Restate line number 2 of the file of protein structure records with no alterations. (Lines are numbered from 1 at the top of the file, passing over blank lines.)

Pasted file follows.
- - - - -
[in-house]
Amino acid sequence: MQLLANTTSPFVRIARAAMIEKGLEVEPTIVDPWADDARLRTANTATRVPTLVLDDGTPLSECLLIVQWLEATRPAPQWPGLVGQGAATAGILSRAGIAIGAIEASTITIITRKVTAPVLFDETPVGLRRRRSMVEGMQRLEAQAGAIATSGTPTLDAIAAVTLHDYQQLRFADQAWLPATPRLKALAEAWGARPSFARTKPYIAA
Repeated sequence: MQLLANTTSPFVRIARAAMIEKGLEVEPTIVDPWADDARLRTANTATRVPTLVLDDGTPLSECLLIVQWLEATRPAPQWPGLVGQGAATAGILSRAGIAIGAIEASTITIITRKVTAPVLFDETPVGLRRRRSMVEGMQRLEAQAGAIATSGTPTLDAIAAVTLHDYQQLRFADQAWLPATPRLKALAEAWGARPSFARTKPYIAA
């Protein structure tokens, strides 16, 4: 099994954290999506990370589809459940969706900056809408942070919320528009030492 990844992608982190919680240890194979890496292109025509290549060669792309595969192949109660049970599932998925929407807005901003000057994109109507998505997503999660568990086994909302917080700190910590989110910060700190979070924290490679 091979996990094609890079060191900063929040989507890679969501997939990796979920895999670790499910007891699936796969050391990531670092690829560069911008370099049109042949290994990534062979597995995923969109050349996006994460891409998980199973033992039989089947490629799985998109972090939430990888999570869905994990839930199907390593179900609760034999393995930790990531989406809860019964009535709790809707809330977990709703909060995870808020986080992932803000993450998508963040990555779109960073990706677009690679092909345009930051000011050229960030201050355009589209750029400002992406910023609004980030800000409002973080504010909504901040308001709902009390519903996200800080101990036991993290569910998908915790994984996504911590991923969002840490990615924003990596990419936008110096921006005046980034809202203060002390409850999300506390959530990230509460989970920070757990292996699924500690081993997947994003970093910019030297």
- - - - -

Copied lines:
Amino acid sequence: MQLLANTTSPFVRIARAAMIEKGLEVEPTIVDPWADDARLRTANTATRVPTLVLDDGTPLSECLLIVQWLEATRPAPQWPGLVGQGAATAGILSRAGIAIGAIEASTITIITRKVTAPVLFDETPVGLRRRRSMVEGMQRLEAQAGAIATSGTPTLDAIAAVTLHDYQQLRFADQAWLPATPRLKALAEAWGARPSFARTKPYIAA